In the early 1930s, Meccano had made many types of tin plate and other metal cars, like its Morgan and BSA three-wheelers, mostly in kit form, During the 1930's Meccano Ltd expanded into accessories for their O Gauge Trains. In 1931 the introduced a range of Diecast Models called, 'Modelled Miniatures,' these where sets of accessories mostly railwaymen, and passengers however they soon expanded into vehicles, at this time, the first model car available individually was numbered 23a – a sports car based on an early MG. Soon after, seven vehicles were introduced (six were numbered 22 a through f) including a sports car, a sports coupe, a truck, a delivery van, a farm tractor, and a tank. These were produced alongside model track workers, passengers, station staff and other O scale trackside accessories In the April 1934 issue of Meccano Magazine they were given the name 'Dinky Toys' for the first time. It has been said that the famous 'Dinky' name came from a friend of one of Frank Hornby's daughters, and was likely derived from the Scottish "dink" meaning neat or fine. Just as logical an explanation, however, can be found in the common usage of the word which meant "overly or unattractively small" since the 1880sThese where more a representation rather than a scale model, however from these six vehicles a large range would grow in the next few decade. By 1935 the range had expanded to over 200 vehicles including, ships and aircraft. In 1938 a number of military vehicles numbered from 151 to 162 were introduced. These were painted dark olive green and consisted of tanks, equipment trailers, Jeeps, six-wheeled vehicles and guns. These were produced through 1940 though a few like the clever 161b Anti-Aircraft Gun, some of the trailers and the Jeep were also made again in 1946–1948 right after the war
World War 2 interrupted the flow of Dinky Cars from the Binns Road factory. In the late 1940's and 50's the range continued to expand, with some notable commercial vehicles being produced. Besides some of the military vehicles offered before and after the war, the first significant releases from Dinky in the late 1940s were the 40 series of vehicles, which were all British Saloons. These were the opening chapter of the "golden age" of Dinky Toys in the post-war era and represented far greater accuracy and detail than their pre-war counterparts. These were very popular and today are often considered to be the quintessential Dinky models. The 40 series cars were manufactured from better quality alloy, meaning that the survival rate is higher and although originally sold from trade packs of six, they were re-coloured in two-tone paintwork and renumbered in 1954 becoming some of the first models sold in their own unique boxes. The first two were in 1:48 scale, while the others were in 1:45 scale.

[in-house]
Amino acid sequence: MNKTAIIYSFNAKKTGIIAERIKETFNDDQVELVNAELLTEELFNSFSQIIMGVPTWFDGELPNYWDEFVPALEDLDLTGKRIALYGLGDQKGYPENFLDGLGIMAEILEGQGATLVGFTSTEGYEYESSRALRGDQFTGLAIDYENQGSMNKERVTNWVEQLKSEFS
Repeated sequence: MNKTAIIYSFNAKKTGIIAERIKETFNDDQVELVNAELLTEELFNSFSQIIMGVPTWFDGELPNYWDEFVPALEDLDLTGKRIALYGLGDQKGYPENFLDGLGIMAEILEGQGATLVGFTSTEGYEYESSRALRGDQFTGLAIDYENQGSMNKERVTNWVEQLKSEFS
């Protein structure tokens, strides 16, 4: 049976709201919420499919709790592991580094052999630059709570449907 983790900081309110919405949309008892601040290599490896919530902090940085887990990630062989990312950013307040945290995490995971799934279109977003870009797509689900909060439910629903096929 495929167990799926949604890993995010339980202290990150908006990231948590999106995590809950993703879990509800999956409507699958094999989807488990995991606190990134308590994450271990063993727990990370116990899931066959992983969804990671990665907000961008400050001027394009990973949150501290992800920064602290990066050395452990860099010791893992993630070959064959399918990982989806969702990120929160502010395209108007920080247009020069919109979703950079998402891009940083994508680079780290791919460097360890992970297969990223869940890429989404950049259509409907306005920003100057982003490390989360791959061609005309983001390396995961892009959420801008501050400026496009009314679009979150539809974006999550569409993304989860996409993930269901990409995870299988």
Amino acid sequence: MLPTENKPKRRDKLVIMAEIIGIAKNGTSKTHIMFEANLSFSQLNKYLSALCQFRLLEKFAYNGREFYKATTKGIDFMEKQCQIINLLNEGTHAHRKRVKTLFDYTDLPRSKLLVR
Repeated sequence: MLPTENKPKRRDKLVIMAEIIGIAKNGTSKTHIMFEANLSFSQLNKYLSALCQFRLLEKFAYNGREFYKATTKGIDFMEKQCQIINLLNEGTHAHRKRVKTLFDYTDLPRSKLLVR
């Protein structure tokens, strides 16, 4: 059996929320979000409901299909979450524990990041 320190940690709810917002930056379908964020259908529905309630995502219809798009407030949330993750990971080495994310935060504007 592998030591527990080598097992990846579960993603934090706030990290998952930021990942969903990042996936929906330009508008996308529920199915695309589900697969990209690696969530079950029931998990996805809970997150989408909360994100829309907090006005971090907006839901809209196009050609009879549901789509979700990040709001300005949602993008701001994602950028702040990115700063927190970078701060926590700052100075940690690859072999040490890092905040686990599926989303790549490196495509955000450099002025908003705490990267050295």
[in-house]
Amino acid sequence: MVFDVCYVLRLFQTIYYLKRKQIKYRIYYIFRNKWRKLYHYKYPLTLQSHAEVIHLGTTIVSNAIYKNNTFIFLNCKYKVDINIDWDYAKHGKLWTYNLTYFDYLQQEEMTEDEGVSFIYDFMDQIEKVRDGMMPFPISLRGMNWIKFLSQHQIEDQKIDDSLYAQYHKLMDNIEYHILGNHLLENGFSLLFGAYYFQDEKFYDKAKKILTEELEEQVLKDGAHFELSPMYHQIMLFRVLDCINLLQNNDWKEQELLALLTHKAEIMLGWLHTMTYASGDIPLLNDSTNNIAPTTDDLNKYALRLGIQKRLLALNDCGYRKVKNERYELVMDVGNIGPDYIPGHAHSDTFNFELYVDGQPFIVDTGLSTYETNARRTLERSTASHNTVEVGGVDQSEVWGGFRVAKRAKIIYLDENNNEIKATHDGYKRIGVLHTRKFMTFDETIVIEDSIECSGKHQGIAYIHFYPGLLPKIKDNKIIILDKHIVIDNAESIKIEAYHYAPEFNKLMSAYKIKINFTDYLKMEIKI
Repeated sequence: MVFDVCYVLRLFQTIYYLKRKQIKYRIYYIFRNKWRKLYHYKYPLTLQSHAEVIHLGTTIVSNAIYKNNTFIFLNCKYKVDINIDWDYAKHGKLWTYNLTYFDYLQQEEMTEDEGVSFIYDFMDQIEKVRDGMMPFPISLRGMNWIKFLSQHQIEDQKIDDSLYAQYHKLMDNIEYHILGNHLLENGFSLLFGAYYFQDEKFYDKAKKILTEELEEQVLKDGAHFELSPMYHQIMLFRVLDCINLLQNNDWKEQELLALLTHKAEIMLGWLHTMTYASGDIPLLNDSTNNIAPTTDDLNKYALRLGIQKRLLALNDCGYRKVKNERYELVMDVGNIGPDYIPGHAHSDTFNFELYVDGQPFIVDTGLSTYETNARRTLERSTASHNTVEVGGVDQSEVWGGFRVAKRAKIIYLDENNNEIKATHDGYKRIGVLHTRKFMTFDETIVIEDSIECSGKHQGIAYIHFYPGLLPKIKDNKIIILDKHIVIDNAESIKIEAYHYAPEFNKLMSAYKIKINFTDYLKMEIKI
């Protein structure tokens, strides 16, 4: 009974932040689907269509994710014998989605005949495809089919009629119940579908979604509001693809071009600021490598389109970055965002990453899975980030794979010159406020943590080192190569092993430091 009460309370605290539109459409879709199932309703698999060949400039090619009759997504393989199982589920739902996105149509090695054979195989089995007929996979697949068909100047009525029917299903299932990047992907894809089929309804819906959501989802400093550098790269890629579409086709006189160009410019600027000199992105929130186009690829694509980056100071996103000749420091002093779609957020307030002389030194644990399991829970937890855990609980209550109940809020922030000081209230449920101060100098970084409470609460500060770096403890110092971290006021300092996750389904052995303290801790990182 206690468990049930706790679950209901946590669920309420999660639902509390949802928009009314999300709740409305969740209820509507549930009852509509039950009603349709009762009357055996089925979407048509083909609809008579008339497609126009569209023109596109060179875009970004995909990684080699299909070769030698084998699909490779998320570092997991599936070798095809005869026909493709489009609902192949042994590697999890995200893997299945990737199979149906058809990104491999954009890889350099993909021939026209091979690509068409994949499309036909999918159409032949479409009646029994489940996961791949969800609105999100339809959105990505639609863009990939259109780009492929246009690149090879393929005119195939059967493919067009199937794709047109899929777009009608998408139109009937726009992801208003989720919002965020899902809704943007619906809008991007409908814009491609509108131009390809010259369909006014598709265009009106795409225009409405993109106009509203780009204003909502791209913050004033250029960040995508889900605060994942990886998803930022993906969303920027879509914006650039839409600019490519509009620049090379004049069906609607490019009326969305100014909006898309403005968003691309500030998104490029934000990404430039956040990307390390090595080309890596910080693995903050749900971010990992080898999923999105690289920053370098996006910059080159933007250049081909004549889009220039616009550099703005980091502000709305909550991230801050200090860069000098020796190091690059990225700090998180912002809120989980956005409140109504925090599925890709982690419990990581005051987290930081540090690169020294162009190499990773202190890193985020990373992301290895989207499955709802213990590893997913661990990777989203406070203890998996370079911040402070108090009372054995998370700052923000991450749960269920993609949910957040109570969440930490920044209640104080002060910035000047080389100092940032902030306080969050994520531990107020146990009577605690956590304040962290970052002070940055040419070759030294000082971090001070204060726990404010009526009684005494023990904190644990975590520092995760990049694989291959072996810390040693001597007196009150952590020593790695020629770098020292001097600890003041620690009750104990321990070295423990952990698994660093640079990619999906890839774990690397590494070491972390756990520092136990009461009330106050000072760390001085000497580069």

As part of the post-war development and expansion of the range, in 1947 Meccano Ltd introduced a series of model lorries also modelled to the usual Dinky scale of 1:48, and called the range Dinky Supertoys. To many collectors these are the most desirable Dinky Toys, and big premiums are paid for rare issues and difficult to find casting / wheel variations. In 1950 Dinky Supertoys introduced a number of Guy Vans finished in period liveries which have become among the most recognised and desirable the company have produced. Each model was an identical all metal box van with opening rear doors. The Guy cab was joined by a Bedford S cab in 1955 and a Guy Warrior cab was introduced in 1960
Although Dinky Toys were not known as widely for producing television related models as Corgi Toys, they still made a number of intriguing vehicles widely known from the small screen. Many of these models were the result of signing of a licensing deal with Gerry Anderson's Century 21 Productions, whose programmes are immensely popular in Britain. Thus Dinky produced models from the Thunderbirds program, models that are highly prized today. The take over of Meccano Ltd by Lines Brothers in 1963 made little difference to the Dinky Range, Lines Brothers even dropped there own Spot-On brand in favour of Dinky. The take over by Airfix was similar in that the Dinky Range continued with new veehicles being added. By the time the Binns Road factory closed in 1979 there had been well over a thousand different Dinky Cars that had been made. In 1987 the Dinky name was sold to Matchbox who made the Dinky Collection starting in 1990.